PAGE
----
Wednesday, May 25, 2016

#Wikidata - Kerala MLA constituencies

Kerala is one of the states of India and like all the others has its own legislative assembly. Like in Great Britain politicians are elected from constituencies. There are many as you can see on the map.

When there are elections, things change. New people become a representative, some remain a representative and others no longer have relevance in that way. At Wikidata, the current list of people who are "Member of the Kerala Legislative Assembly" is a bit of a mess. There are many items without a name in English, there are people who are only known in English and probably there are a lot of doubles. 

There are even representatives who are known to have an article on the English Wikipedia but do not (yet) have an item. This is all because of this big push to write articles on Indian representatives.

As more work is done for this big push to get the data complete, the data will become more informative. What we hope to achieve is:
  • associate MLA's with constituencies
  • have labels in both English and Malayalam for all of them
  • merge all the possible duplicates
Obviously there is more that might be done. We could add the dates when people became a MLA. This will allow us to create queries that shows who was a MLA at what time. When all this is done for Kerala, there are 28 other Indian states and there are many other countries that could do with a little bit of TLC.

Wednesday, May 04, 2016

#Wikimedia - [[citation needed]]

Our articles in any #Wikipedia can be trusted when an effort has gone into providing sources. Sources or citations are very much needed because help us distinguish fact from fiction. Finding sources exposes an origin and it helps us debunk fiction. The result of this continued effort is content that can be trusted as a sincere attempt to achieve a neutral point of view.

There are very practical problems. Sources are not always easy to find and they do not exist in every language. Sources are often behind a "pay wall” making access to the body of knowledge is very much restricted. Sources, particularly sources on the web do not exist forever. The consequence is that sources are problematic and, not everybody is equally able to help us with sources for the content we have.

When we are to improve the current, unsatisfactory situation we have to address multiple problems.
  • Once sources are lost we rely on the internet archive for an historic view. It has policies that allow for the removal of content and this is often the content that is controversial and removal is often intended to rewrite history. What to do?
  • Access to restricted sources is provided to the privileged few who have access to libraries. The WMF has a program that enables some of our editors access to a few pay-walled sources.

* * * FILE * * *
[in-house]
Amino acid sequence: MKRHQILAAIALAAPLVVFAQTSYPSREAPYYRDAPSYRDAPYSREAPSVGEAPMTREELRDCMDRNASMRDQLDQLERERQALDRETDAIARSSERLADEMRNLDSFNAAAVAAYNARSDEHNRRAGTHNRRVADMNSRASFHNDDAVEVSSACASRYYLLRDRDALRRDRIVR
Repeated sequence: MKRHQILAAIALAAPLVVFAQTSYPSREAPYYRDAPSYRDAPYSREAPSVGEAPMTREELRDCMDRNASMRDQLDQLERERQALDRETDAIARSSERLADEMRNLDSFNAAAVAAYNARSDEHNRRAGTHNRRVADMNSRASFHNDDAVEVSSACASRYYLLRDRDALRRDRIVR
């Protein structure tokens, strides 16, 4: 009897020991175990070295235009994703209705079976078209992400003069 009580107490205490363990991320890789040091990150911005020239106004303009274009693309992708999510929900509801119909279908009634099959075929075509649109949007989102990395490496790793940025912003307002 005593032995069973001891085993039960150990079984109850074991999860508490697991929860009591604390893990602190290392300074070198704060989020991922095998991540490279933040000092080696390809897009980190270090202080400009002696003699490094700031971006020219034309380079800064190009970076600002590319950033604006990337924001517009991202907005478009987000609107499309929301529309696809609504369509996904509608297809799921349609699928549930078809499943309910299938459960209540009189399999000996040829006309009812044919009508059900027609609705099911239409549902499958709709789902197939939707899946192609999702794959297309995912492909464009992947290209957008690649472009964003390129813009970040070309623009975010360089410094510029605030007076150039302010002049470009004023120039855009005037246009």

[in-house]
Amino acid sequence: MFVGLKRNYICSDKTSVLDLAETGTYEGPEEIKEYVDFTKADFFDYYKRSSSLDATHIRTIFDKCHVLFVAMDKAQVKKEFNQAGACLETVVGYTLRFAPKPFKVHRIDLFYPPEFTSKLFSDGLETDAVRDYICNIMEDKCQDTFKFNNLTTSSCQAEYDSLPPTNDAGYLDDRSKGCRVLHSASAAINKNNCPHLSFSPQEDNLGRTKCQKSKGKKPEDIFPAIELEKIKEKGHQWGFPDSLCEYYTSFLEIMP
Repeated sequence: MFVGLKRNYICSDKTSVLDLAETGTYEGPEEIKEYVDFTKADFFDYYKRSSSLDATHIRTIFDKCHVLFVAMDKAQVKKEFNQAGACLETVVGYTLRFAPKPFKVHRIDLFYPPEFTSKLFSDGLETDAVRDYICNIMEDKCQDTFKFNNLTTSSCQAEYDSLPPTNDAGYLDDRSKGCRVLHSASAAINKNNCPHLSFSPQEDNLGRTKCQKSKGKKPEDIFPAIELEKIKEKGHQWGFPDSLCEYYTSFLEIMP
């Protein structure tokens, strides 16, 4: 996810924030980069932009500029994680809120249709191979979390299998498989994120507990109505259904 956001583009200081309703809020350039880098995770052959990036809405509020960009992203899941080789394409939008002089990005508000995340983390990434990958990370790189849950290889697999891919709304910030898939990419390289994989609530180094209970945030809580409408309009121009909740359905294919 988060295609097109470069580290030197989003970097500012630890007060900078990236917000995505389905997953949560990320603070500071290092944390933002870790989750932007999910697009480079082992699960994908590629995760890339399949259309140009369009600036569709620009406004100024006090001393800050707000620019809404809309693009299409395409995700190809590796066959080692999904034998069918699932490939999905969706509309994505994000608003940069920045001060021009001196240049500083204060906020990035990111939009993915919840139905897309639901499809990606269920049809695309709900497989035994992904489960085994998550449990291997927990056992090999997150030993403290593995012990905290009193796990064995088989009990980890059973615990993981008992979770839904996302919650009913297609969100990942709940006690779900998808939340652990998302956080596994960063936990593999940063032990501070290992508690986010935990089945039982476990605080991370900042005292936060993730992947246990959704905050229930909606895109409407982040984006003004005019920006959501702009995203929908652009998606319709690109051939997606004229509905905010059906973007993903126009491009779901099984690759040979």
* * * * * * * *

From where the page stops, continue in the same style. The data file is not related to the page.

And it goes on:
• When this proves insufficient, it is great to know that  Sci-hub among others provides “illegal” access to any and all sources.
Open access to sources is very much what we as a community care for. One of our own died in the struggle for this access so I do not think we should be deferential to an industry that is despicable. We should teach people how to find sources and ignore licensing as much as possible.

#Wikipedia / #Commons - Brigadeer General Loree K. Sutton

Mrs Sutton is psychiatrist who is a specialist on PTSD. When you read her CV, it is impressive. She no longer works for the US Army, she works for the City of New York.

When you read the article on Wikipedia, you find her picture. It is marked as Public Domain and it is not on Commons. Given that Wikidata is working towards the point where copyright and license information one can only hope that images like this can be easily shared based on the license.

When Commons started, it was intended as a repository that prevented the same file to be uploaded to all the Wikipedias. As such it served its purpose remarkably well. With Wikidata it becomes trivial to share images like the one of Mrs Sutton.

I fear that for some this reads as frightening. It undermines the one thing they love. It actually does not need remove the need for Commons as a platform. Quite the opposite; it will bring new tools to finally leverage all the data on images. It may bring this image of Mrs Sutton to Wikidata for starters.

Saturday, April 23, 2016

#Wikidata - its sex ratio II

In April 2014 I blogged about the sex ration at Wikidata. At the time there were 1,332,383 "humans", 760,616 were male and 154,455 were female. Now in April 2016, the numbers are different: there are 3,135,792 humans, 2,442,444 are male and 466,748 are female.

The percentages were: 57% males, 12% females and 31% unknowns. This time they are 78% male, 15% female and 7% unknown.

Based on these Wikidata numbers, the gap between men and women has substantially increased. On the other hand, the number of humans that were not identified as male or female has substantially decreased.

This does not mean at all that the movement to chip at the gender gap is a bust. Far from it. Numbers only expose realities. What can easily be achieved in Wikidata is more focus on the females in any group. The subject I focus on is mental health and I concentrate on female psychiatrists or psychologists. I add statements for them and add where possible the data from categories to Wikidata. In this way they become better connected, more information becomes available. In this way the subject I care for gains quality and relevance and it is women who benefit most.

Numbers provide an indicator, when numbers are this big they should not have our focus. At best they move glacially. More relevant is to know if they as a group, gain more readers over time. These numbers reflect an increase in quality of articles and data. That is an approach that has potential.